Celtic Mythology – The Irish Folklore About The Children of Lir Legend
For centuries, the Children of Lir has been infused into the Irish folklore. Over tim, there have been various versions of the legend that has surfaced. Some of the versions are accurate while some of them are completely contrast to the original version. Looking at the original version of the legend, there is a deep history that is associated with the Christren of Lir.
The Original Story of The Children of Lir
Thousands of years ago, at the time when the warlords ruled the land, the legend was set in ancient Ireland. The community of people called Tuatha De Danann got their name from the goddess Dana. When the Gales invaded the land, they had defeated Tuatha De Danann in a battle. Once the fight was over, people wanted to have a king who would give them direction and rule them. In turn, the king would add strength to the political standing of the country and ward off the Gales.
As a result, the people chose Bodhbh Dearg as their king. Bodhbh or Bov the Red as he was popularly known hailed from Lough Derg. The choice of Bov the Red was acceptable by everyone in the land except one person called Lir who was from Fews in Armagh County. Lir had wanted to be the king and was not the choice of the people. His refusal to accept Bodhbh as the king made Lir get a price put for his head. The decision to finish off Lir was the choice of the people, but Bodhbh refused to persecute Lir.
Soon, the king offered Lir a hand to marry one of his foster daughters. The decision came after the king found out that Lir had lost his first wife to severe illness. The marriage was conditional that Lir accepts Bodhbh as a king first. The deal was a success, and Lir married the eldest daughter of Bodhbh, Aobh. Lir was pleased with Aobh, and she bore him several children. However, when she delivered her twin sons, she died, and Lir was devastated.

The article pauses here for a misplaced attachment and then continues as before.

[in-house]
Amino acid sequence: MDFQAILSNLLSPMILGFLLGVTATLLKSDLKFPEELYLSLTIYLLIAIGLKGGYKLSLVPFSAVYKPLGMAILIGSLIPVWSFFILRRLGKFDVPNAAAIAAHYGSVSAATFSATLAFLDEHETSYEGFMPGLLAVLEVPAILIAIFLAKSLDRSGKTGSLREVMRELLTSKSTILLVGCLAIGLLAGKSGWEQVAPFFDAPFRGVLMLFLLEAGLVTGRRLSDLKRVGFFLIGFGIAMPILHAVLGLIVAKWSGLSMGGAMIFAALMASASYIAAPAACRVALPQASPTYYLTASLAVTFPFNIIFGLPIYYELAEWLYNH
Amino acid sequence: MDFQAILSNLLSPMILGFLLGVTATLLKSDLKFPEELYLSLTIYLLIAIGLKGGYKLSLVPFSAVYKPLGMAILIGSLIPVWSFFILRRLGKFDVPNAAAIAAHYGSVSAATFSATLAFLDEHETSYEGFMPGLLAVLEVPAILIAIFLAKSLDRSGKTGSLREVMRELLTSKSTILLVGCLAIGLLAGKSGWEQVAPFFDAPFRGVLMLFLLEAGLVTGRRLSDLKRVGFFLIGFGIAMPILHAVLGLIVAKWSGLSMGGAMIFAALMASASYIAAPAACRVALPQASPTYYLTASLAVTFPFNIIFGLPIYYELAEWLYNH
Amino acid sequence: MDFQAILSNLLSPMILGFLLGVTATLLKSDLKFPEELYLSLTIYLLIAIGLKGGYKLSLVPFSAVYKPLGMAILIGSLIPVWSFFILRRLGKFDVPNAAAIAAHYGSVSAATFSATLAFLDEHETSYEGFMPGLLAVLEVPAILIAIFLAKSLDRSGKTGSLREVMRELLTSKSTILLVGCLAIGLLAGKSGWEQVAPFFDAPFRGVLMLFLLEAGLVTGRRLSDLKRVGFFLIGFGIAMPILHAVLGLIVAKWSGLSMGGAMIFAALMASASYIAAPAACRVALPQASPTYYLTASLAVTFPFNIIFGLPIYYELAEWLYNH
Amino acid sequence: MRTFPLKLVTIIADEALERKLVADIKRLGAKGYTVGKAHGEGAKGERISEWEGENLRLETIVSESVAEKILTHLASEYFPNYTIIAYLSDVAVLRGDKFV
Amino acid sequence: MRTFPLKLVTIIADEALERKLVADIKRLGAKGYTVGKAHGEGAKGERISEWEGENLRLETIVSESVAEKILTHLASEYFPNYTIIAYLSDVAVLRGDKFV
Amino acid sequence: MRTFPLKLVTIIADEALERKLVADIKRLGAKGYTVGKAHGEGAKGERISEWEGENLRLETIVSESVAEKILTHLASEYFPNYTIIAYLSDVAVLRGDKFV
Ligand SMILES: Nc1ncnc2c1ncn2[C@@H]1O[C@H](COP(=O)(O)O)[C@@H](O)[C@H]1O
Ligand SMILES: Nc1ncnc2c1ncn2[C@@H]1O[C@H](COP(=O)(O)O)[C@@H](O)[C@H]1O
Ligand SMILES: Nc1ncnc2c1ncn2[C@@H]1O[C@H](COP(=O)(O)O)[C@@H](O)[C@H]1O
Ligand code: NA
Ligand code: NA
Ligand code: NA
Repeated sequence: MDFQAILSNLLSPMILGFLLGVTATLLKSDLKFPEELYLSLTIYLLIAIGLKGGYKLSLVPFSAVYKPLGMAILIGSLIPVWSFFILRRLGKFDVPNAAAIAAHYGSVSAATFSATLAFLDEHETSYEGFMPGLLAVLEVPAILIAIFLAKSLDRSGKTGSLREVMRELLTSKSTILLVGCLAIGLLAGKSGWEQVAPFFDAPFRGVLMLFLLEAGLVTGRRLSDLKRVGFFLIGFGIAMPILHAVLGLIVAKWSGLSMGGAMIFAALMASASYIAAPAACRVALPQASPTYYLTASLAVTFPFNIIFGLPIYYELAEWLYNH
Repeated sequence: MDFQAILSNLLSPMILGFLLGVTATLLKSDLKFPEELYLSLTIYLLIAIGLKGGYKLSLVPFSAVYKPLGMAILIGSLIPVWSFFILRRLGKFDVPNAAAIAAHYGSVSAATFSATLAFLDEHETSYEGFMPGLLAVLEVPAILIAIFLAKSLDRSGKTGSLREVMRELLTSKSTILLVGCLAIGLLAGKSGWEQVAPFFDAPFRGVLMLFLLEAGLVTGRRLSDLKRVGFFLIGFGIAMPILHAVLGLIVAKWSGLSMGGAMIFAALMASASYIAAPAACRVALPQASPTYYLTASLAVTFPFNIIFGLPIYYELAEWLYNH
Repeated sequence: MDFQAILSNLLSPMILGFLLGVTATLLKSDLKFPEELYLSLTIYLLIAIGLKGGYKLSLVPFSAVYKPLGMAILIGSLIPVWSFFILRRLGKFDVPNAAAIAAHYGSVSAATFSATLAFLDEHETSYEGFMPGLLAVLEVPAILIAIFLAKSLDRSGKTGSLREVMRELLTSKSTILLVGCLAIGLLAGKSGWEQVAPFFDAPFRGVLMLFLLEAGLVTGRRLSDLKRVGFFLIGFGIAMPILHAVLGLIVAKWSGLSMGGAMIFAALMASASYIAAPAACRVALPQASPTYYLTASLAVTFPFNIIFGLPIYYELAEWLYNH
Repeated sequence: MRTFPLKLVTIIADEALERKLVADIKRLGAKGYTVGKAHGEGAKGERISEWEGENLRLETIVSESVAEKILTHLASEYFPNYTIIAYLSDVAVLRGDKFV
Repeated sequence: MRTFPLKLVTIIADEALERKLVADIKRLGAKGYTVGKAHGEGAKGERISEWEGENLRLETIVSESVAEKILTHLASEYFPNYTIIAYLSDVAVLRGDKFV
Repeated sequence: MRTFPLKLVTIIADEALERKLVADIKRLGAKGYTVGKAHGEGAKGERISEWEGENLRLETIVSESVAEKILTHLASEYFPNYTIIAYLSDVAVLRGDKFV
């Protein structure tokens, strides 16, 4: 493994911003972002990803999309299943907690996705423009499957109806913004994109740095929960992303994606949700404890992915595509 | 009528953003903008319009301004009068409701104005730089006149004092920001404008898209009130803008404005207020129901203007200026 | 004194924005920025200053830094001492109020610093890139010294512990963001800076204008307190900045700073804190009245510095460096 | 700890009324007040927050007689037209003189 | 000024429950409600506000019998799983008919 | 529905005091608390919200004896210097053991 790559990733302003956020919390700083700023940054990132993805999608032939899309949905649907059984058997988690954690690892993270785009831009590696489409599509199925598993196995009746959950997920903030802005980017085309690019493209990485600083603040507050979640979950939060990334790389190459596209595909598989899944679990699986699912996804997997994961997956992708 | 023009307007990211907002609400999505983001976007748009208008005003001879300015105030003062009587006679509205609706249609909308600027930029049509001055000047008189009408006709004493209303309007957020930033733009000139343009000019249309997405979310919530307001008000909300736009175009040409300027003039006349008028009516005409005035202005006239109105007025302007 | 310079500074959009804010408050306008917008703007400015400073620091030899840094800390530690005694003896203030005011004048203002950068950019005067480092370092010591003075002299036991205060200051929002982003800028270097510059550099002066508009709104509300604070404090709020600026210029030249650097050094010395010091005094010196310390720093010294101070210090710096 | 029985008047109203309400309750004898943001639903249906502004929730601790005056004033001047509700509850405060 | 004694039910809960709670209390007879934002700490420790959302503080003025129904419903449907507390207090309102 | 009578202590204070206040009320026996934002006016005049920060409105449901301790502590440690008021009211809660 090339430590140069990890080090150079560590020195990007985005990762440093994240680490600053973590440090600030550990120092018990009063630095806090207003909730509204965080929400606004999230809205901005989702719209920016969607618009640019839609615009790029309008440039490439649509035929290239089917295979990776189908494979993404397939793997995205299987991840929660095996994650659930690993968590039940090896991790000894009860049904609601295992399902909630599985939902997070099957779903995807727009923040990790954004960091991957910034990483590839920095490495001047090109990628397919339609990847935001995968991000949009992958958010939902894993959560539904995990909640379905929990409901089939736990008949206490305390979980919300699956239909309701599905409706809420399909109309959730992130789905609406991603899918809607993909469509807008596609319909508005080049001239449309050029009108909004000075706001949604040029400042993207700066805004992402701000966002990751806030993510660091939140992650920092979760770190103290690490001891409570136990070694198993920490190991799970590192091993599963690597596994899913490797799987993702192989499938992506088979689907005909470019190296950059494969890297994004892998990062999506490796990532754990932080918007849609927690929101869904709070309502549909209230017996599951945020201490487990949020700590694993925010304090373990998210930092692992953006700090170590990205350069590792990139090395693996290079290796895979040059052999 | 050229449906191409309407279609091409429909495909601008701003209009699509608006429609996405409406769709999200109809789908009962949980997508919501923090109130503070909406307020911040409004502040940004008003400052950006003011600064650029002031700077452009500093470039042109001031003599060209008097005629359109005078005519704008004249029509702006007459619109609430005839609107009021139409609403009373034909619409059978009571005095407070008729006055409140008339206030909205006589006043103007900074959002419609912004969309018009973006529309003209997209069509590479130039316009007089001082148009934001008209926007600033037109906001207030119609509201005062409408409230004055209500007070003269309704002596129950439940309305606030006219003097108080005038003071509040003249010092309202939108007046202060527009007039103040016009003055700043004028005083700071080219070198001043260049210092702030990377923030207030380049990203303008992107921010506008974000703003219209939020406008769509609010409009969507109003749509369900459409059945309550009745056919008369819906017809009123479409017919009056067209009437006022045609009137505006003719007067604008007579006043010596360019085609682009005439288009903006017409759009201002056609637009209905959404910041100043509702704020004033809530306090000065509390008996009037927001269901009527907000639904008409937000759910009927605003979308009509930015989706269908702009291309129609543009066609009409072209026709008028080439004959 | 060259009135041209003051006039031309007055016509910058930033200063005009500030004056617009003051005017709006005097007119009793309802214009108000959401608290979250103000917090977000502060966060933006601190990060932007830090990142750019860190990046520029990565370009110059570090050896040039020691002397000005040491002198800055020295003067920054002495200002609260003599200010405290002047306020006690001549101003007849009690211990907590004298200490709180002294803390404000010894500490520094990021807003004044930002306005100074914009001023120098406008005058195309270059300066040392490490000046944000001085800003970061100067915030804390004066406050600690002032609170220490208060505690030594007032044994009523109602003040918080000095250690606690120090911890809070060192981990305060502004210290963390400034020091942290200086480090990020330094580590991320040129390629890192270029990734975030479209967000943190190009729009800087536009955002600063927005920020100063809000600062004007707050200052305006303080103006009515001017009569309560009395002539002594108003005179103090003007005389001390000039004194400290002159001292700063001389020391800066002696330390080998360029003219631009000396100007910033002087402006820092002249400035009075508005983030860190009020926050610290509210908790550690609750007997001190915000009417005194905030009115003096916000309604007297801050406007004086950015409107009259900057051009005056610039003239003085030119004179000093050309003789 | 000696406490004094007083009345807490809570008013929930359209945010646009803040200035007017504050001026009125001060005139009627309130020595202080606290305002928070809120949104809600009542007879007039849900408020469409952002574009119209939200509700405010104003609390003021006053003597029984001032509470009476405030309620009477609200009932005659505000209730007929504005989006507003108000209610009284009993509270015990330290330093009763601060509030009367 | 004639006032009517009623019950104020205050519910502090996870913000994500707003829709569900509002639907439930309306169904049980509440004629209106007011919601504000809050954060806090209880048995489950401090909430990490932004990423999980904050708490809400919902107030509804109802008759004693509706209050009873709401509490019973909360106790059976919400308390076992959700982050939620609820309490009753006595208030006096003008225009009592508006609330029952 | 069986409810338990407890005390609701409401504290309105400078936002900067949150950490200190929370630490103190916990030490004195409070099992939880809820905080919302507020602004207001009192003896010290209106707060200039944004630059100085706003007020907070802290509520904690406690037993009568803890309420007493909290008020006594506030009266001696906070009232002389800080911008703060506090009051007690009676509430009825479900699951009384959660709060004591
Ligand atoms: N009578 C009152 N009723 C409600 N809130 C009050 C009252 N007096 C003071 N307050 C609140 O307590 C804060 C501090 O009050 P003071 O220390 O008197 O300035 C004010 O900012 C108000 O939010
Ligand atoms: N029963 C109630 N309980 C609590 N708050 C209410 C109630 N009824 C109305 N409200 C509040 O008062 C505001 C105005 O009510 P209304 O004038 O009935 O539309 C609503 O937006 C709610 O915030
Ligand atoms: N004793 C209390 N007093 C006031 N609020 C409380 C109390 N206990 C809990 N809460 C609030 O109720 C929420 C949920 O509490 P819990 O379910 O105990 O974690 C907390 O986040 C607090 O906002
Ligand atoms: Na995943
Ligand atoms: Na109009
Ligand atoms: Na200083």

The king came forward to help Lir again and gave him a choice of marrying another of his foster daughters. The wife he chose was the sister of Aobh. Even after the marriage, Lir still loved his second wife and loved is children beyond measure. Aoife, his current wife, did not like it and acted like she was sick for a year to draw attention to herself. A legend also talks about her being barren and that Lir did not want any more children.
The cruel step-mother was so jealous of her nieces and nephews that she plotted to get rid of them to get her husband’s attention. In the end, under the pretexts of taking the children to visit relatives, she drove the children and to a secluded spot and asked the servants to kill them. When they refused, she tried to kill them as well but couldn’t bring herself to do it. She took the children to Loch Dairbhreach and asked them to go clean themselves in the lake. When the children were there, she cast a spell on them and turned them into swans. Fionnuala, the daughter, cursed Aoife and made her reduce the spell. As a result, the swans were able to keep their ability to speak, and they were able to sing the music of Sidhe beautifully. Till today, swans are protected and revered in Ireland.